• Providers Must Be Encouraged to Recognize the Importance of Their Own Psychological Well-Being. Soldiers belong to an organization that prizes toughness and self-sacrifice in the face of challenge, values that have sometimes led mental health issues to be stigmatized as weaknesses and seeking help as selfishness. The same can be true for healthcare workers. “As a group, clinicians and other first responders are naturally inclined and subsequently professionalized to subordinate their personal needs to the needs of their patients,” says retired Army Colonel Charles Engel, who led Walter Reed’s Institute for Deployment Psychology. “That comes with many positives. However, the downside is that they may be the last to recognize their own limits.” Hospitals must create a culture where hospital staff look out for each other. Hospital leaders, like commanders in Army units, must actively monitor and support their team members’ welfare. Daily check-ins by mid-level leaders, such as department chiefs, can help build this culture.   
  • Maintaining Healthy Behaviors and Attitudes Are Powerful Mitigating Factors. Not all negative psychological responses are preventable, but staying well-rested, well-fed, pursuing hobbies, engaging in mindfulness, connecting with loved ones, and reflecting on the value they found in their service helped soldiers cope. Healthcare providers must likewise engage in restorative practices. “Despite their ‘helper instincts,’” retired Colonel Rebecca Porter, the former Director of Psychological Health for the Army maintains, “they need to take special care to process what they’re experiencing and get adequate rest, exercise, and nutrition. If they do not stay mentally and physically healthy, they will be unable to help others.”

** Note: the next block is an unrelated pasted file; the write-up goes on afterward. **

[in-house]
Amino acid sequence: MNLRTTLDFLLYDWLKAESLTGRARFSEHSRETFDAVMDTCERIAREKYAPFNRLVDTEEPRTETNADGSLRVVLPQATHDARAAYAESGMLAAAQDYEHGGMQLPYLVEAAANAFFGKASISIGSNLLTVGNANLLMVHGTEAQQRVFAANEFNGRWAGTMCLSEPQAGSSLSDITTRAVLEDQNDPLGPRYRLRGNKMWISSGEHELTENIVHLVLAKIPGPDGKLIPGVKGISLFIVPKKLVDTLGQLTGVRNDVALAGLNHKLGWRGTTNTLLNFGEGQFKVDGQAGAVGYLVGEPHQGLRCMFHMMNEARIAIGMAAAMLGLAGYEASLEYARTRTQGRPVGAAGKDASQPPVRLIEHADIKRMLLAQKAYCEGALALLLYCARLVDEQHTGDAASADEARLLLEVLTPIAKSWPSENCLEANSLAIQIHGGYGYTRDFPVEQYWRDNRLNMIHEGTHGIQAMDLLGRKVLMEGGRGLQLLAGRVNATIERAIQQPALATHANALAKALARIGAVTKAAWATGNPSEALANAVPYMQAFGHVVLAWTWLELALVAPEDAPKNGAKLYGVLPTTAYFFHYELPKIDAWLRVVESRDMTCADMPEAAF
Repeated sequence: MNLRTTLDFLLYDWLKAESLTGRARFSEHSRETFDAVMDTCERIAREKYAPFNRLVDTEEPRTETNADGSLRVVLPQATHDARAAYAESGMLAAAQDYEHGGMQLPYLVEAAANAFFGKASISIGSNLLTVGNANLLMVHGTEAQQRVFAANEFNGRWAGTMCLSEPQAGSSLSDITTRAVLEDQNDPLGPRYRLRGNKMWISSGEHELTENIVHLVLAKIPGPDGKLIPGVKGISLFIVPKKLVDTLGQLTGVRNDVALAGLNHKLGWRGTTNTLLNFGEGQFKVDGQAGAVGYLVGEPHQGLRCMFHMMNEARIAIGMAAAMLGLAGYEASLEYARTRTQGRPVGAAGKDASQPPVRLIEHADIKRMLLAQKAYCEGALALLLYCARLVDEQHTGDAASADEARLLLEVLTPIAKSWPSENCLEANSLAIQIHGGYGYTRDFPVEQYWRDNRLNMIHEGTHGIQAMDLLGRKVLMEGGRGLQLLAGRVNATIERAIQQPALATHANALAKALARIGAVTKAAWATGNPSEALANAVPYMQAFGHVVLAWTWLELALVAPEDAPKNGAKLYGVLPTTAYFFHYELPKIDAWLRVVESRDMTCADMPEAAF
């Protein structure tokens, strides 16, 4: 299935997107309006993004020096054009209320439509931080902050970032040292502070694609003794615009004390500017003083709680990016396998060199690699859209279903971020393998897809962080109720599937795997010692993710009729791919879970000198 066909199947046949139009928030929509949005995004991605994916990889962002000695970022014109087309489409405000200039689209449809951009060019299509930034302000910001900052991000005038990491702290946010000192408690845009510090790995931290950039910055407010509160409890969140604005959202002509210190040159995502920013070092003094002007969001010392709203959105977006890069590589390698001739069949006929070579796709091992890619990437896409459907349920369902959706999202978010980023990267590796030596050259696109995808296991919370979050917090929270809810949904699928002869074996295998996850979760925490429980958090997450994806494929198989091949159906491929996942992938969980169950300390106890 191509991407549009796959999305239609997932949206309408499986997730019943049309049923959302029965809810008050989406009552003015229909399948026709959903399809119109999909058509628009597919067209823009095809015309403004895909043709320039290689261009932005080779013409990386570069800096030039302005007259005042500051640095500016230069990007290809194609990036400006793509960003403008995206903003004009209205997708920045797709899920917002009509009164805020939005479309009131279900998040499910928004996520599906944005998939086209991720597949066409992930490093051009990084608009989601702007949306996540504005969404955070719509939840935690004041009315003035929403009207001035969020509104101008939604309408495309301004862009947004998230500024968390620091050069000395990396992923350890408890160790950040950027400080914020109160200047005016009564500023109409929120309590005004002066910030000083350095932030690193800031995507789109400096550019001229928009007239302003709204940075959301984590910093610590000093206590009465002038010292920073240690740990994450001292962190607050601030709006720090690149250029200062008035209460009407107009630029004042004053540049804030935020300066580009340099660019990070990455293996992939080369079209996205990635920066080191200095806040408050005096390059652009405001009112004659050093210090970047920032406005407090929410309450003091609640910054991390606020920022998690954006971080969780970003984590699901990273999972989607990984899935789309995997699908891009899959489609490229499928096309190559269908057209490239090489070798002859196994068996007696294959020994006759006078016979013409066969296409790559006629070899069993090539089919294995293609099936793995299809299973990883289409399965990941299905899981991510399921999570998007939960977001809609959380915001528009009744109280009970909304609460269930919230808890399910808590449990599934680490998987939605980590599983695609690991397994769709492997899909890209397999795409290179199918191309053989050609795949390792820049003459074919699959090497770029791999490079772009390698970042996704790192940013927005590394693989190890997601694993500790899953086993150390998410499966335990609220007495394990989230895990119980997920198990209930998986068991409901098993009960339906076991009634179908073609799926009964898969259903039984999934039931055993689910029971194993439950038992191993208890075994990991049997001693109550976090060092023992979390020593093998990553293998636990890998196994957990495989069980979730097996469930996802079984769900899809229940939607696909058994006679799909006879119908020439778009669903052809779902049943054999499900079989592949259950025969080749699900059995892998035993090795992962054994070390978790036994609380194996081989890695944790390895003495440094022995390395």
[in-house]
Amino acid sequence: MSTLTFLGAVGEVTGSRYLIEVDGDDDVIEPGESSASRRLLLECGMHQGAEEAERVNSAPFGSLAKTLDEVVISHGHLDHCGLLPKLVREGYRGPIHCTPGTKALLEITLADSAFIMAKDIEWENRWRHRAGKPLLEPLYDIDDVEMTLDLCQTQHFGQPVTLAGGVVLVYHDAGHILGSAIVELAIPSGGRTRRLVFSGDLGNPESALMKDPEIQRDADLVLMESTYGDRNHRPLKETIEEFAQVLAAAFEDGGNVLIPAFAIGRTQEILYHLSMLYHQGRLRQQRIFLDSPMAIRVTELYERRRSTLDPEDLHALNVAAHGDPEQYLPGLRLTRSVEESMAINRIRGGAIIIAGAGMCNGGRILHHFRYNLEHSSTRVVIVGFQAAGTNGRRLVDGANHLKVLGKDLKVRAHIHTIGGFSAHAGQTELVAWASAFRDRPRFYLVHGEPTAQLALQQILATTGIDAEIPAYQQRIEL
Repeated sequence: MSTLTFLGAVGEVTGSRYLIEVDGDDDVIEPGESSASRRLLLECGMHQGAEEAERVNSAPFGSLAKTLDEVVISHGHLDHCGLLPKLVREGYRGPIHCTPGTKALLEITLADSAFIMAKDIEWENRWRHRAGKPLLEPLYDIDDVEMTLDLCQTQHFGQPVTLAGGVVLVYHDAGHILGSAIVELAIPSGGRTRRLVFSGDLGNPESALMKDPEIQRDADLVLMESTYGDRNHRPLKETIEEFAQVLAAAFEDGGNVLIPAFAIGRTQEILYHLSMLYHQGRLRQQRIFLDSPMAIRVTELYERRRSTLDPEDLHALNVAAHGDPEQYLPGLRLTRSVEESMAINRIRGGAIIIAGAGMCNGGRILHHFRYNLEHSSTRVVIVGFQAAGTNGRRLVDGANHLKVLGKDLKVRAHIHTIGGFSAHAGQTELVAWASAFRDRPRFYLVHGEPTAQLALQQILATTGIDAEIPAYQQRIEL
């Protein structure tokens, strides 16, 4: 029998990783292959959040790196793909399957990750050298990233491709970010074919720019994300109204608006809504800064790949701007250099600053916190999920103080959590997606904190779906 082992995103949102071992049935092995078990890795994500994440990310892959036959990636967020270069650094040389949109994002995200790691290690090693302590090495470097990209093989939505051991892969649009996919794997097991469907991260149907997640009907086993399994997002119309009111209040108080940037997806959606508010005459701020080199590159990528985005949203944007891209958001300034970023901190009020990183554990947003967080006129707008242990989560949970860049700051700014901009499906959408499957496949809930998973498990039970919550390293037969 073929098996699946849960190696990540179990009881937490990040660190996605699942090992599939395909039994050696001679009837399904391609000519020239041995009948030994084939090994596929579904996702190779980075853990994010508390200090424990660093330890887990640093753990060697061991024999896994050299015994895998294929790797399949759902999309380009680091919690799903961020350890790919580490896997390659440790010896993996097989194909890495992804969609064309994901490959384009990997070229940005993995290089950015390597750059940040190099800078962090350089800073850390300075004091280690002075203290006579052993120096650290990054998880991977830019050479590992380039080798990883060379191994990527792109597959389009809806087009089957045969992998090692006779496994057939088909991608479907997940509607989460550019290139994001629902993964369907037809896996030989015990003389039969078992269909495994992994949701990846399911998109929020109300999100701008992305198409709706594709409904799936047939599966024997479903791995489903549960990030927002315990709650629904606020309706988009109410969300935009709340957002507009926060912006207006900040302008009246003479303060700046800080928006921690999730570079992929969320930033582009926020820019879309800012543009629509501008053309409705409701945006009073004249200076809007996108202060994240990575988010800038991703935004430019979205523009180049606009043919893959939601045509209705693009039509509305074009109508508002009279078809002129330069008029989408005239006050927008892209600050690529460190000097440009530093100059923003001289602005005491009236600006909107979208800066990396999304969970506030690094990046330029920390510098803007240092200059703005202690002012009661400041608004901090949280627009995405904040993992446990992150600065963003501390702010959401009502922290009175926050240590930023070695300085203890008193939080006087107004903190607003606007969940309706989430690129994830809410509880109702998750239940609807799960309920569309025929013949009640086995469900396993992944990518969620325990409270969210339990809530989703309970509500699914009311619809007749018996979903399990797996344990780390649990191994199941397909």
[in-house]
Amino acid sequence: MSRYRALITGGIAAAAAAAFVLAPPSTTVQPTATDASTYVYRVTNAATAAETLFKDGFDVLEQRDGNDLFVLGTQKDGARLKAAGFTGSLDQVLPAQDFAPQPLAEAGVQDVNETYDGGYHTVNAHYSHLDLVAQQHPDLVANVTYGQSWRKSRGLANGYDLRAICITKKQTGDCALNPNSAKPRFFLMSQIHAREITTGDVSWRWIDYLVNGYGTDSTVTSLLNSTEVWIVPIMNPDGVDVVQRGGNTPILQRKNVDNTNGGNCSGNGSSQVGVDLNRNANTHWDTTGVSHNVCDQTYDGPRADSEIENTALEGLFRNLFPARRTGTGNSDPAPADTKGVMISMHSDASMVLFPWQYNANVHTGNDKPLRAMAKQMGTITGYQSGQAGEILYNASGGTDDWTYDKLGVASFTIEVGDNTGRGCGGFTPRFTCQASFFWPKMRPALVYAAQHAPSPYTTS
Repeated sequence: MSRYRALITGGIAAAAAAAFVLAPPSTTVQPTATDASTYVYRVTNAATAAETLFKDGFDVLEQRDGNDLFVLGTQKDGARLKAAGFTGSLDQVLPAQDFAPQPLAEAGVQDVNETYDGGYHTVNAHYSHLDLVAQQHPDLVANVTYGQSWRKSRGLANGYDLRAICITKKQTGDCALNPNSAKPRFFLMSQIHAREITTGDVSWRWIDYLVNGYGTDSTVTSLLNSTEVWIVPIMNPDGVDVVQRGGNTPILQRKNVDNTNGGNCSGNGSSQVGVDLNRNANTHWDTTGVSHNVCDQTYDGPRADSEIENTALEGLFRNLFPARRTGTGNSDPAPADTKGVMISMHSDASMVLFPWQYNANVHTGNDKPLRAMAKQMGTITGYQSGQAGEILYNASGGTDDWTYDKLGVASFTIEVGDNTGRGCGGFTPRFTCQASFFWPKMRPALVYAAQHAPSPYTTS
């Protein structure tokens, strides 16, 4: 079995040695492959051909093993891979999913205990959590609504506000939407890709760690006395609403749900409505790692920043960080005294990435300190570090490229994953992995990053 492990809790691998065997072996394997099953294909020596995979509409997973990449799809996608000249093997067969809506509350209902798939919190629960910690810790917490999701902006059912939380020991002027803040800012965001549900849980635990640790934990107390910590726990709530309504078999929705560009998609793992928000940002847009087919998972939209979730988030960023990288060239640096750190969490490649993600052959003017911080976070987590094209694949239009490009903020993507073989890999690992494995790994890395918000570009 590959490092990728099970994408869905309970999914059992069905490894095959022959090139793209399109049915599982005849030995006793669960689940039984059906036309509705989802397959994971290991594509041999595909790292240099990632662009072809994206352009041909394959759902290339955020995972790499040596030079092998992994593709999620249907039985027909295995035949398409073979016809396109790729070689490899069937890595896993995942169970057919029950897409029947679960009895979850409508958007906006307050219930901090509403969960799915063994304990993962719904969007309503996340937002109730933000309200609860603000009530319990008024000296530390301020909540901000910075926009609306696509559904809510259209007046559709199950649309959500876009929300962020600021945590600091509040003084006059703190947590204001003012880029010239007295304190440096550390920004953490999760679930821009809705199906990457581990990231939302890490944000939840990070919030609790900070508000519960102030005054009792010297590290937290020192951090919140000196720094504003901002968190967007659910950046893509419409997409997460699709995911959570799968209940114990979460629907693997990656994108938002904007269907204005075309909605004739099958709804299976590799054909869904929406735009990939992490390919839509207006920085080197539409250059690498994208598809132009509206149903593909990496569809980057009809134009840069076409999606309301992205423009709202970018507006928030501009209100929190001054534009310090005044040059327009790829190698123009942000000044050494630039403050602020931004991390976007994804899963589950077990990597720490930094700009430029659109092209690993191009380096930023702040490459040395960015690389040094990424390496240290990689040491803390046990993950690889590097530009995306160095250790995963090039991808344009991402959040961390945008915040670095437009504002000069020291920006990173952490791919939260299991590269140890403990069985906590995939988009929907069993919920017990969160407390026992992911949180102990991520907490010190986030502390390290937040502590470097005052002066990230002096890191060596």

• Behavioral Health Professionals Must Actively Reach Out to Hospital Staff Impacted by COVID. After the Pentagon attack on September 11, 2001, the military moved mental health providers from Walter Reed Army Medical Center to the Pentagon, where they formed working relationships in offices that had suffered significant losses. Rather than offering formal mental health treatment, these providers performed what became known as “Therapy by Walking Around,” making themselves accessible without appointments in locations where Pentagon staff were comfortable, like conference rooms. This helped normalize people’s responses to the attacks. Hospital systems should consider how behavioral health professionals can become highly visible within units treating COVID patients. Their presence might reduce stigma, assuage concerns, and route workers who need it towards additional care.